The U.S. Environmental Protection proposed new, stronger mercury and air toxics standards (MATS) for coal-fired power plants, the most significant update since MATS were first issued in 2012.

EPA said the new proposal reflects the latest assessment of available control technologies and techniques for reducing hazardous emissions.

The proposal would further reduce the emissions limit for filterable particulate matter (fPM) by 67 percent for existing coal plants. This standard is designed to control emissions of nickel, arsenic and other non-mercury HAP metals. To comply with the revised fPM emission limit, the proposal also requires plants to have appropriate monitoring systems that provide real-time emissions data. EPA also proposed revising requirements to assure better emissions performance during plant startup.

The proposal also includes cost and feasibility information on achieving even lower levels of fPM emissions. The agency is taking comment on whether to finalize an even stronger standard.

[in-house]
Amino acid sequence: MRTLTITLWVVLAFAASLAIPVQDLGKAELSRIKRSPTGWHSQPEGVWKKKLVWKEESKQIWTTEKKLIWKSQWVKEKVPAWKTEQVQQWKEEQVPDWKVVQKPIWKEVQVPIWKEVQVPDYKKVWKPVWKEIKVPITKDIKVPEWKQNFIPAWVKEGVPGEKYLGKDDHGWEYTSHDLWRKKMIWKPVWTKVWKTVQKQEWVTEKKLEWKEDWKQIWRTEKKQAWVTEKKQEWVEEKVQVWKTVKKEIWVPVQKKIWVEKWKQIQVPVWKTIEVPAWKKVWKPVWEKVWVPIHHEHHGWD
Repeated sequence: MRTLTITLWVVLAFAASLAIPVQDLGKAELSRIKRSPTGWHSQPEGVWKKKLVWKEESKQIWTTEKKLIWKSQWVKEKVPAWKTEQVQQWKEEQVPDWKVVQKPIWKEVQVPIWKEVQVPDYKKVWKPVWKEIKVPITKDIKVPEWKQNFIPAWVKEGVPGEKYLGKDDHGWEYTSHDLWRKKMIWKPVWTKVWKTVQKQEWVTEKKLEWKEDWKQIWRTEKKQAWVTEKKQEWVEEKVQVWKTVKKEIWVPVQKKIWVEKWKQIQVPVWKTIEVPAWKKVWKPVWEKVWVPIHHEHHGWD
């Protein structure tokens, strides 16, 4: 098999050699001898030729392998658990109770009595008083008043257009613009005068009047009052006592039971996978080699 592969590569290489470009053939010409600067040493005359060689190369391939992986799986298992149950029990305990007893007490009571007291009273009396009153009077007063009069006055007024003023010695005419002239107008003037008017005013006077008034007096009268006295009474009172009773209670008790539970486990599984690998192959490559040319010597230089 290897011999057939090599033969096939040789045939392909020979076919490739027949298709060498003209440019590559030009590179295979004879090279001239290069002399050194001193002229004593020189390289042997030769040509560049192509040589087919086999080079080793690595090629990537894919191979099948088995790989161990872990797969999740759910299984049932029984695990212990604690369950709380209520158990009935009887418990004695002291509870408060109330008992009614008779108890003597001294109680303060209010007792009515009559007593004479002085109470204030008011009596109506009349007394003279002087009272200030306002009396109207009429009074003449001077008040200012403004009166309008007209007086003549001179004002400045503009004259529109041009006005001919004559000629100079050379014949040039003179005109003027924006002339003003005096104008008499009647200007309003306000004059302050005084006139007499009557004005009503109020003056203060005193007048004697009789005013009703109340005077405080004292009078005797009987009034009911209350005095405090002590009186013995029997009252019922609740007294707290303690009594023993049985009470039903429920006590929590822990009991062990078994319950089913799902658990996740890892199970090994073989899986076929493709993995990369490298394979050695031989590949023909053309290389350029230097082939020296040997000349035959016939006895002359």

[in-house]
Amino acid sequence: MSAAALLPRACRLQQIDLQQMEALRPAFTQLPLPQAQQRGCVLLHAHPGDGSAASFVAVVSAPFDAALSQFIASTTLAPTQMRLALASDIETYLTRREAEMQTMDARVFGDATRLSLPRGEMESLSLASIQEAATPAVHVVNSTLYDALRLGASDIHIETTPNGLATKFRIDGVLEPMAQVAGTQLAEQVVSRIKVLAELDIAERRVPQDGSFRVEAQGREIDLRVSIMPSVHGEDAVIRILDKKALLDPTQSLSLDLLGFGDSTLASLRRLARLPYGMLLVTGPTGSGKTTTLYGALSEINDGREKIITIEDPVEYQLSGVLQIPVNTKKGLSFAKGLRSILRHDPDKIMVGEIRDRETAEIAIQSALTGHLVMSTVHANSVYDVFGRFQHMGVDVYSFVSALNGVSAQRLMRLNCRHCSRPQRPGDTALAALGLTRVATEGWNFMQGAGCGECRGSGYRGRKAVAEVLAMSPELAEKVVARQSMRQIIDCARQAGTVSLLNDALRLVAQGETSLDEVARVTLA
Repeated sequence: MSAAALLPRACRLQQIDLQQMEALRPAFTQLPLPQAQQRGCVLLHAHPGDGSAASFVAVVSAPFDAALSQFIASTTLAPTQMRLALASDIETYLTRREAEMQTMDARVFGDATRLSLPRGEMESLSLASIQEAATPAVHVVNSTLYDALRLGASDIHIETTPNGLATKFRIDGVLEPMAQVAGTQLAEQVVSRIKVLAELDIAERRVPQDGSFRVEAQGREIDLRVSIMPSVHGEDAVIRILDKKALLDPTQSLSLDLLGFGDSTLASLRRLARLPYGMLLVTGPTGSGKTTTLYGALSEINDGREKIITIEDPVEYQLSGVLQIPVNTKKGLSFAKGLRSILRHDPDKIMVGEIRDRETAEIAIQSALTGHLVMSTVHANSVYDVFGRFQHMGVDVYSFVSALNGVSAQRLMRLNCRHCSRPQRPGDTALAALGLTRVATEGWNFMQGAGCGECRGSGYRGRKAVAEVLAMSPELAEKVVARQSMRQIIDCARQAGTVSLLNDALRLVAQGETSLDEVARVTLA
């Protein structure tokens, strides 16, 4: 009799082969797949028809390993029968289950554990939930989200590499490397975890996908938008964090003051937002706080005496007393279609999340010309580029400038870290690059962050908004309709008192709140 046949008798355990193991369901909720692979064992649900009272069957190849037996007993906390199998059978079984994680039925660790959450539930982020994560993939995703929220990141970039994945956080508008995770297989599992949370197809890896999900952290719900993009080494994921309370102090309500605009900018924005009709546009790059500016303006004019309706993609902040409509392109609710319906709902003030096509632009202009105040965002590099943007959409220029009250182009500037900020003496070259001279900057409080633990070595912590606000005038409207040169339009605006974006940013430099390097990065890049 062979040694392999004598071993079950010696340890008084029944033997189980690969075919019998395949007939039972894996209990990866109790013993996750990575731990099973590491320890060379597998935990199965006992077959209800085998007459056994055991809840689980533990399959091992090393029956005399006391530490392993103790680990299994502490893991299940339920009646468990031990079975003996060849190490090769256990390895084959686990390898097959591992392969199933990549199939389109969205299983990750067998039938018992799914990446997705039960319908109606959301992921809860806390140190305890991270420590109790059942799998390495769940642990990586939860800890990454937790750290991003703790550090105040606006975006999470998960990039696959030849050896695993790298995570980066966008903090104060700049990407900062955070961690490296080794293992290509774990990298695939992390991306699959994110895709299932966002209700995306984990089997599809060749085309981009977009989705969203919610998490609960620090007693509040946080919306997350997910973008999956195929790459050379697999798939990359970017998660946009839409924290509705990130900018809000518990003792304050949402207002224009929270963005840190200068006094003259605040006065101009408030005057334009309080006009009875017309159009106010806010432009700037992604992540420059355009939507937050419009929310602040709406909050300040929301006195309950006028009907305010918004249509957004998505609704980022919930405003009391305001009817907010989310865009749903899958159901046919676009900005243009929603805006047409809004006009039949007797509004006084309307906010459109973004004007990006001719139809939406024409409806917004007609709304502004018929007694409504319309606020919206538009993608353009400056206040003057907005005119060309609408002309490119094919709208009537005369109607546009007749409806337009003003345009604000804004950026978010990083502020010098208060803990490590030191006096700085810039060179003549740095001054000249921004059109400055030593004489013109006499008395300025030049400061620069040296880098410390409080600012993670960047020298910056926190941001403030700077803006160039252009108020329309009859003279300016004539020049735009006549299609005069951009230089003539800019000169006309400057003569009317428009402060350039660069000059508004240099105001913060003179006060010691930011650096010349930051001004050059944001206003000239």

EPA is also proposing a 70 percent reduction in the emissions limit for mercury from existing lignite-fired sources. This would ensure these plants achieve the same level of emissions performance as other coal-fired plants.

EPA projects the proposed rule to reduce emissions of mercury and non-mercury metal pollution, such as nickel, arsenic, and lead. These pollutants are known to cause significant health impacts including fatal heart attacks, cancer and developmental delays in children.

The proposal would also result in emissions reductions of fine particulate matter, sulfur dioxide, nitrogen oxides and carbon dioxide, the agency said.

Industry-reported emissions data, required by MATS, show that 2021 mercury emissions from coal-fired electric generating units are 90 percent lower than pre-MATS (pre-2012) levels.

EPA will accept public comment on the rule for 60 days after publication in the Federal Register and will hold a public hearing.

More details here.

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